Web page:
Best Bond Funds for 2014

The average investor needs an investment portfolio that includes bond funds (also called INCOME funds); and owning the best bond funds will be crucial in 2014. Investing money in or holding the wrong ones could be costly. At the same time, the best investment portfolio will likely be a portfolio that holds only a moderate amount of these best bond funds. Sound like a riddle? Read on.

Bond Funds

Average investors need a balanced investment portfolio in order to earn higher returns at an acceptable level of risk. This is achieved by investing money in stocks, bonds, safe investments and alternative investments (like gold and real estate). Mutual funds are simply the average person’s best investment vehicle for investing money in these different areas… because they offer investors both professional management and instant diversification. Now, why is it so important to own the best bond funds in 2014?

If you had simply had half of your money in a bond fund and half in a diversified stock fund over the past 30 or so years, you would likely have outperformed most investors (both large and small). Why? Because long term debt securities called “bonds” have been steady performers and one of the best investments around, especially for investors in search of higher income with relative safety. Notice that I said “relative” safety, because in 2014 bonds and bond funds will NOT be safe investments… even the best bond funds.

Why were bond funds (also called INCOME funds) a “best investment” to hold for 30 years? Answer: interest rates were falling (think from double digits to all-time lows). When rates fall, bond prices (values) go up… because bonds pay a FIXED interest rate that never changes for the life of the investment… which is FIXED as well. These debt securities are usually issued for $1000 and on a given (fixed) date in the future they mature; and the investor holding it gets $1000 back. These securities also trade in the open market – and fluctuate in price like stocks do.

The best bond funds in a period of falling interest rates are those that hold these debt securities with maturity dates that go well into the future (like 20 years). That means that the owner (the fund) is locked into a relatively high interest rate for as long as they own these bond investments. Plus, the price (value) of the investment goes up as rates continue to fall. Bond funds invest money (investor money) in bonds, so a fund’s price or value reacts in step to the change in market value of these fixed income securities in their investment portfolio. Investing money in income funds means that you (the investor) own shares – you own a small part of a large investment portfolio that consists of bonds.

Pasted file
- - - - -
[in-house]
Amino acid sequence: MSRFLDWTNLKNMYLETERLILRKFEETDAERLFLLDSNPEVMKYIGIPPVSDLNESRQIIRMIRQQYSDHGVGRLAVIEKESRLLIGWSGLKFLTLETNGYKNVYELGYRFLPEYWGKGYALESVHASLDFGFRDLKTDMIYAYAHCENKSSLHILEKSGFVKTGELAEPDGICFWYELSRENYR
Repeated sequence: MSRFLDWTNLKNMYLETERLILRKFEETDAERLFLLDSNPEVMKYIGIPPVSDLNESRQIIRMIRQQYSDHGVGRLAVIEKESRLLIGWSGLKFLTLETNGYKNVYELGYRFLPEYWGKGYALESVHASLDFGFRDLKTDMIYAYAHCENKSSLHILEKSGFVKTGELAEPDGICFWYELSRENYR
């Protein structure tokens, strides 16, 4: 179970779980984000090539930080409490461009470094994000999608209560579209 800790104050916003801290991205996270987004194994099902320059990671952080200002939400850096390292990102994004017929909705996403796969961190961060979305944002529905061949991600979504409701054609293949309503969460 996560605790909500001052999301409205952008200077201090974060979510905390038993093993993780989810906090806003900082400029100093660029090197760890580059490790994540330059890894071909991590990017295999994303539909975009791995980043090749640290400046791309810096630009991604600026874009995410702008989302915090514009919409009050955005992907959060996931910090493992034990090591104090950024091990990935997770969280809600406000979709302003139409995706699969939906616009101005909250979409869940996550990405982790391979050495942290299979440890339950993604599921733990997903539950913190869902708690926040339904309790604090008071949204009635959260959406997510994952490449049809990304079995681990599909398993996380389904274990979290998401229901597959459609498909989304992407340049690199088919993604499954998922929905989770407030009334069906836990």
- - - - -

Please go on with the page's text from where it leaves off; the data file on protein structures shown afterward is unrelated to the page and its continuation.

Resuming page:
Many investors consider these income funds to be the best investment around. They’ve been investing money in them for years and have made good, consistent returns (better than stocks) for most of 30 years! They do not understand that yesterday’s best investment could become tomorrow’s nightmare on Main Street. How so? When interest rates rise like many economists expect in 2014 and beyond, it will be a whole new ball game for investors. If rates rise significantly, the bond market could fall like a rock. It could be the flip side of the coin compared to 30 years of falling interest rates.

When interest rates go UP, bond and income fund prices (values) go DOWN. Long-term bond funds that hold debt securities maturing (on average) 15, 20 or more years into the future will be worst hit. Yesterday’s best investment could be the worst investment in 2014 and beyond. The best bond funds will be INTERMEDIATE-TERM FUNDS: those holding debt securities that mature on average in 5 to 10 years. They will be much less affected by rising interest rates. Investing money there makes good sense, because there will always be uncertainty, and long-term investors need balance in their investment portfolio.

You may want to limit your holdings in income funds in general to about 30% of your total investment assets. Many investors have loaded up on bond funds and are still investing money in them. Don’t expect even the best bond funds to be your best investment in 2014 and beyond. Interest rates can’t fall much further, but the upside potential in rates is scary.

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